Soaring Uranium Prices Put Damper on Nuclear Energy Buildout

After a top producer warned the world’s uranium production may start to slip, the price of the radioactive material started to soar.

Photo of yellow cake uranium, a solid form of uranium
Photo by Nuclear Regulatory Commission via CC BY 2.0

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Now we get the rich part of enriched uranium. 

Two weeks ago, Kazakhstan’s Kazatomprom, the world’s top uranium mining company and producer of 20% of the globe’s supply, warned that it expects two years’ worth of production doldrums. That’s pushed the price of uranium to a 16-year high, nuclear analysis company UxC told CNBC. This comes as multiple countries show a renewed interest in nuclear energy, and just after a new nuclear project in the UK was hit with spiraling costs.

Ticking Up Like a Geiger Counter

Uranium is (thankfully) quite a tricky thing to get your hands on. Kazatomprom said it expects production rates to dip because it’s having difficulty obtaining another substance you were warned about in chemistry class: sulfuric acid. According to the US Nuclear Regulatory Commission, sulfuric acid is used to extract uranium from the raw ore through a process called “leaching.” In August 2022, a study published in The Geographical Journal predicted that sulfuric demand could rise and eventually lead to shortages due to its use in both the growing green economy and in agriculture.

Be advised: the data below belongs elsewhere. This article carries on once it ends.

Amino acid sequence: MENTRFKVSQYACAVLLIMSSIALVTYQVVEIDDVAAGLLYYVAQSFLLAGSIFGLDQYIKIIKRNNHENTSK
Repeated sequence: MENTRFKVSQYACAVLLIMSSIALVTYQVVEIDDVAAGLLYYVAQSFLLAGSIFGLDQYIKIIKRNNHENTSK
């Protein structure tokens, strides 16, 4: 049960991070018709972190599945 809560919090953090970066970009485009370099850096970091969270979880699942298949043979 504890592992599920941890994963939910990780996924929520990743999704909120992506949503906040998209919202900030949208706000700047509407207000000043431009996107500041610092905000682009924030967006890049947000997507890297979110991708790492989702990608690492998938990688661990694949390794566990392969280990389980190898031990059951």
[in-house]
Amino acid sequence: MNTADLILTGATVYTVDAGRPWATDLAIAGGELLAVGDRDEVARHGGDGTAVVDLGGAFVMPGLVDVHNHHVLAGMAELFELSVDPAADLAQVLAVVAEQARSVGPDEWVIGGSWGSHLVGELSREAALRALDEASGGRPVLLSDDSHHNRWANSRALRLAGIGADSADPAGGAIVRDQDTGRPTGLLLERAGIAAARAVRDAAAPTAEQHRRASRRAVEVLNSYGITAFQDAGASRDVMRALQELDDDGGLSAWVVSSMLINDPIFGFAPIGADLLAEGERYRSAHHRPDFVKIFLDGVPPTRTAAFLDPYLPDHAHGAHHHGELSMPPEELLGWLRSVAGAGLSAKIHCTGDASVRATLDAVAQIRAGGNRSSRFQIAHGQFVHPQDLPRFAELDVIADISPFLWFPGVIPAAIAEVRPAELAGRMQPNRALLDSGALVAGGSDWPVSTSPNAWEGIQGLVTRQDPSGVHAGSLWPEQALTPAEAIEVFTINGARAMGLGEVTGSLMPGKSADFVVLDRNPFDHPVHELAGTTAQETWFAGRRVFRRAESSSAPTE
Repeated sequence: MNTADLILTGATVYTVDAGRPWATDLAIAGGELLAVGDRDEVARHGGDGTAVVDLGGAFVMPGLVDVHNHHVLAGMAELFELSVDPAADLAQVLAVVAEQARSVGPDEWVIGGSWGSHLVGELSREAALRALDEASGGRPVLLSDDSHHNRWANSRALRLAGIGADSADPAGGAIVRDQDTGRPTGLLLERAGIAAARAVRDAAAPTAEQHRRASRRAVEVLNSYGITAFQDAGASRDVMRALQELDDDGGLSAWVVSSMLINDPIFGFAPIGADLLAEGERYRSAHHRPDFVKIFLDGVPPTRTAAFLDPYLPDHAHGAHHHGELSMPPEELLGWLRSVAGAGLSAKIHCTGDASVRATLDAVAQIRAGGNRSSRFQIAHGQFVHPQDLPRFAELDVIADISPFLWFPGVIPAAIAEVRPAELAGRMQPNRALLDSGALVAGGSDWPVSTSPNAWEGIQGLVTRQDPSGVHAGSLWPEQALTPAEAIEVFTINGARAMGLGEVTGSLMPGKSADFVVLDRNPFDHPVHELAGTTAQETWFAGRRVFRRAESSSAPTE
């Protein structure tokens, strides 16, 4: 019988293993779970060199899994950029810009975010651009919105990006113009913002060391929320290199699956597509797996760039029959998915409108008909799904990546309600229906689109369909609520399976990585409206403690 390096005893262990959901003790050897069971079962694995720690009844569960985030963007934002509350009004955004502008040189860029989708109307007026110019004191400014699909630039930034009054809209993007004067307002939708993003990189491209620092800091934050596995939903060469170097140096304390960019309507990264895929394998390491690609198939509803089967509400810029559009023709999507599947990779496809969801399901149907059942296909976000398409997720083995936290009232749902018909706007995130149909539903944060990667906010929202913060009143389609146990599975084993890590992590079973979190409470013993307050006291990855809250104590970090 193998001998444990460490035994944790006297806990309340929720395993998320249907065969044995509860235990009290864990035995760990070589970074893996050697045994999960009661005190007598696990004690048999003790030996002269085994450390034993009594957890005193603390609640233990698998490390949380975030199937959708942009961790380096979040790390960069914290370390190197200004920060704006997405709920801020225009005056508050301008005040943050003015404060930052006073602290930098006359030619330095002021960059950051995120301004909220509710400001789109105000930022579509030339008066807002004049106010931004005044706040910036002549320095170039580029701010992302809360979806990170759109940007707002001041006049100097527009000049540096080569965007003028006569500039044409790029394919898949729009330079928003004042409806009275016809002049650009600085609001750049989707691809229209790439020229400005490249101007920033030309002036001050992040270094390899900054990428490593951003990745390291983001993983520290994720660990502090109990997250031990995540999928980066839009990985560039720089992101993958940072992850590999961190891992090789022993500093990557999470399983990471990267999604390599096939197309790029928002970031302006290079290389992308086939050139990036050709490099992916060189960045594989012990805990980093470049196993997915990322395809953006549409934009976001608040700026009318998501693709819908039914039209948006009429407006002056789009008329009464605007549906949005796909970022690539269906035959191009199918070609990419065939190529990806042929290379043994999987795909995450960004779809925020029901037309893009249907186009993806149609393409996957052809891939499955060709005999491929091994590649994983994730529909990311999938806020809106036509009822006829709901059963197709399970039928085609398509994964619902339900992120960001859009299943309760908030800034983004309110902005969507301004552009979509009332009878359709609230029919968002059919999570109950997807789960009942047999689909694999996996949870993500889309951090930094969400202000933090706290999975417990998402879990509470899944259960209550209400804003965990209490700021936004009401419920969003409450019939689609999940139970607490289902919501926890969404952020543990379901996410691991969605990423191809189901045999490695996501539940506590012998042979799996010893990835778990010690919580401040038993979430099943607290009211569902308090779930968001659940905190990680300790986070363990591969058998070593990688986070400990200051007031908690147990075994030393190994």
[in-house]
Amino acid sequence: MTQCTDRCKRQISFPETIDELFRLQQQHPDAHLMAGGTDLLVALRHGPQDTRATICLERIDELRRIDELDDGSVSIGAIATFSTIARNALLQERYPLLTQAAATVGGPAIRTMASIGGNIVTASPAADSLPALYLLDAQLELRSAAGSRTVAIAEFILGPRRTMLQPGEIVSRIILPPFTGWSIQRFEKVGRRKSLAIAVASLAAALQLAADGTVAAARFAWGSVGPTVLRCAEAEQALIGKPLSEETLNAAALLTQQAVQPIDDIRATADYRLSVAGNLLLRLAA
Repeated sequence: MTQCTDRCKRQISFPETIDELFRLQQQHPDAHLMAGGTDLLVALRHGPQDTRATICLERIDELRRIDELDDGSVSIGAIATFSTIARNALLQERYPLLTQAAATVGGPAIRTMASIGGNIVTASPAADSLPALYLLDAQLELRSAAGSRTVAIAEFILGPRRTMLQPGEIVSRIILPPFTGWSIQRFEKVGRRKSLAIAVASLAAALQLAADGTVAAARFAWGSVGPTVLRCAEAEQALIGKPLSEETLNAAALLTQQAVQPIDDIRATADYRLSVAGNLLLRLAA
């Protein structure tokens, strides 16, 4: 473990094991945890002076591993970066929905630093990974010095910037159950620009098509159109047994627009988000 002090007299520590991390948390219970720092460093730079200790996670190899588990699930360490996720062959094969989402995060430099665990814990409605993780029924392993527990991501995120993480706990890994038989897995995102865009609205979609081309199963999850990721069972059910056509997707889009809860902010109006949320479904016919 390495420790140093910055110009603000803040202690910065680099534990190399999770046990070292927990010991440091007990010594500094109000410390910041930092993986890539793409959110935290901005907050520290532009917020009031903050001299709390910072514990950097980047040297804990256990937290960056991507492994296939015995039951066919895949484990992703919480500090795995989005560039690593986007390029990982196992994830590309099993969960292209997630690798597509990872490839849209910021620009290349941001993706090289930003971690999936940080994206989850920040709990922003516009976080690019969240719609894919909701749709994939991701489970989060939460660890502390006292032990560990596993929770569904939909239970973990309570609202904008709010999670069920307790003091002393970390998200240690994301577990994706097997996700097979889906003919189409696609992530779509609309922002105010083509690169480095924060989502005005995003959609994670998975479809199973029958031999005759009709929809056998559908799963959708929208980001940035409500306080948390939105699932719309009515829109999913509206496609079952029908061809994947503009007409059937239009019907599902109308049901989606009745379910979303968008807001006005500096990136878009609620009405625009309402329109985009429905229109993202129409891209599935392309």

Countries including the US have launched a renewed nuclear-energy drive, and with Russia dominating the enriched uranium supply chain, a shortage of the raw material is far from welcome news. While uranium inflation now looms over operational costs, construction costs also look like they’re eternally ballooning:

  • French state-owned energy provider EDF is building a new power plant in the UK called Hinkley Point C, and announced earlier this week that the cost of building the plant could end up 33% higher than originally projected.
  • France’s government then started exerting political pressure on Westminster, saying the UK government should plug the roughly £12 billion ($15.2 billion) hole in Hinkley Point’s budget. 

From Sea to Eerily Glowing Sea: The US is keenly aware of its reliance on foreign uranium, having had to dip into its reserves of weapons-grade uranium in October 2022. This week, it opened its first new uranium mine in eight years, right next door to the Grand Canyon for maximum American-osity. The mine was opened despite fierce opposition by members of the local Native American Havasupai Nation.